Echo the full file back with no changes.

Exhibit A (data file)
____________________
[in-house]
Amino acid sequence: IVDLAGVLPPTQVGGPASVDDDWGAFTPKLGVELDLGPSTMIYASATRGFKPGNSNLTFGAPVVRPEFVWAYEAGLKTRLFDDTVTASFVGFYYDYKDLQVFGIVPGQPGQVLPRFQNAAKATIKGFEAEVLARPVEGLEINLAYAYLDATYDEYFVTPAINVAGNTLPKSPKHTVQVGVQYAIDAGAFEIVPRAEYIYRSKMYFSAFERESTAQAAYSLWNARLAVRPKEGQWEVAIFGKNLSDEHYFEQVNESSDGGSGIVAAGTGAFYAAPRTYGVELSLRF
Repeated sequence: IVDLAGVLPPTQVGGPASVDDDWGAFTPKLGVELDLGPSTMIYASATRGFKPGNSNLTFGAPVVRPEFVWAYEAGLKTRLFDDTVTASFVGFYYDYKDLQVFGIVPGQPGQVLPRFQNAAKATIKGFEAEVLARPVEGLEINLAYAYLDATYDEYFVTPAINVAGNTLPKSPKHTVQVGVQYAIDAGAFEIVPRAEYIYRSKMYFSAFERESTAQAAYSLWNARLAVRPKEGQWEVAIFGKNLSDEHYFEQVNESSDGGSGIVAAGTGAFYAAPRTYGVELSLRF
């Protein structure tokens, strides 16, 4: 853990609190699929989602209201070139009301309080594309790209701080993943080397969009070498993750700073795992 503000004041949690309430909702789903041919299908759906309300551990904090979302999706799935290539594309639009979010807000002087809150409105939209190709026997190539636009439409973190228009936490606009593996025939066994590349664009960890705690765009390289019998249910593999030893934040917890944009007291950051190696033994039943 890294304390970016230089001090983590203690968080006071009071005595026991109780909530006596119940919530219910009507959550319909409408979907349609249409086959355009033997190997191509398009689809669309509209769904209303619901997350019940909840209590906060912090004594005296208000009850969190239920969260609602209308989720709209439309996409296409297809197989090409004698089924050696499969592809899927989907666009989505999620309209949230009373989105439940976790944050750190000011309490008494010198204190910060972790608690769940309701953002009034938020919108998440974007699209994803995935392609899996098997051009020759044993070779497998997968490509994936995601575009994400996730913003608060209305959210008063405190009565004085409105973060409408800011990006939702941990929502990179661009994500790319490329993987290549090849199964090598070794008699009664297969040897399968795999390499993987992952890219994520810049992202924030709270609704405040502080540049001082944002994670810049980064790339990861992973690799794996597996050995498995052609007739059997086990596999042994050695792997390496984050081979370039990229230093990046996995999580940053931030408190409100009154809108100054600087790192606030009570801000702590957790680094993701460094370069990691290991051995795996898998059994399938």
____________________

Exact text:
[in-house]
Amino acid sequence: IVDLAGVLPPTQVGGPASVDDDWGAFTPKLGVELDLGPSTMIYASATRGFKPGNSNLTFGAPVVRPEFVWAYEAGLKTRLFDDTVTASFVGFYYDYKDLQVFGIVPGQPGQVLPRFQNAAKATIKGFEAEVLARPVEGLEINLAYAYLDATYDEYFVTPAINVAGNTLPKSPKHTVQVGVQYAIDAGAFEIVPRAEYIYRSKMYFSAFERESTAQAAYSLWNARLAVRPKEGQWEVAIFGKNLSDEHYFEQVNESSDGGSGIVAAGTGAFYAAPRTYGVELSLRF
Repeated sequence: IVDLAGVLPPTQVGGPASVDDDWGAFTPKLGVELDLGPSTMIYASATRGFKPGNSNLTFGAPVVRPEFVWAYEAGLKTRLFDDTVTASFVGFYYDYKDLQVFGIVPGQPGQVLPRFQNAAKATIKGFEAEVLARPVEGLEINLAYAYLDATYDEYFVTPAINVAGNTLPKSPKHTVQVGVQYAIDAGAFEIVPRAEYIYRSKMYFSAFERESTAQAAYSLWNARLAVRPKEGQWEVAIFGKNLSDEHYFEQVNESSDGGSGIVAAGTGAFYAAPRTYGVELSLRF
């Protein structure tokens, strides 16, 4: 853990609190699929989602209201070139009301309080594309790209701080993943080397969009070498993750700073795992 503000004041949690309430909702789903041919299908759906309300551990904090979302999706799935290539594309639009979010807000002087809150409105939209190709026997190539636009439409973190228009936490606009593996025939066994590349664009960890705690765009390289019998249910593999030893934040917890944009007291950051190696033994039943 890294304390970016230089001090983590203690968080006071009071005595026991109780909530006596119940919530219910009507959550319909409408979907349609249409086959355009033997190997191509398009689809669309509209769904209303619901997350019940909840209590906060912090004594005296208000009850969190239920969260609602209308989720709209439309996409296409297809197989090409004698089924050696499969592809899927989907666009989505999620309209949230009373989105439940976790944050750190000011309490008494010198204190910060972790608690769940309701953002009034938020919108998440974007699209994803995935392609899996098997051009020759044993070779497998997968490509994936995601575009994400996730913003608060209305959210008063405190009565004085409105973060409408800011990006939702941990929502990179661009994500790319490329993987290549090849199964090598070794008699009664297969040897399968795999390499993987992952890219994520810049992202924030709270609704405040502080540049001082944002994670810049980064790339990861992973690799794996597996050995498995052609007739059997086990596999042994050695792997390496984050081979370039990229230093990046996995999580940053931030408190409100009154809108100054600087790192606030009570801000702590957790680094993701460094370069990691290991051995795996898998059994399938």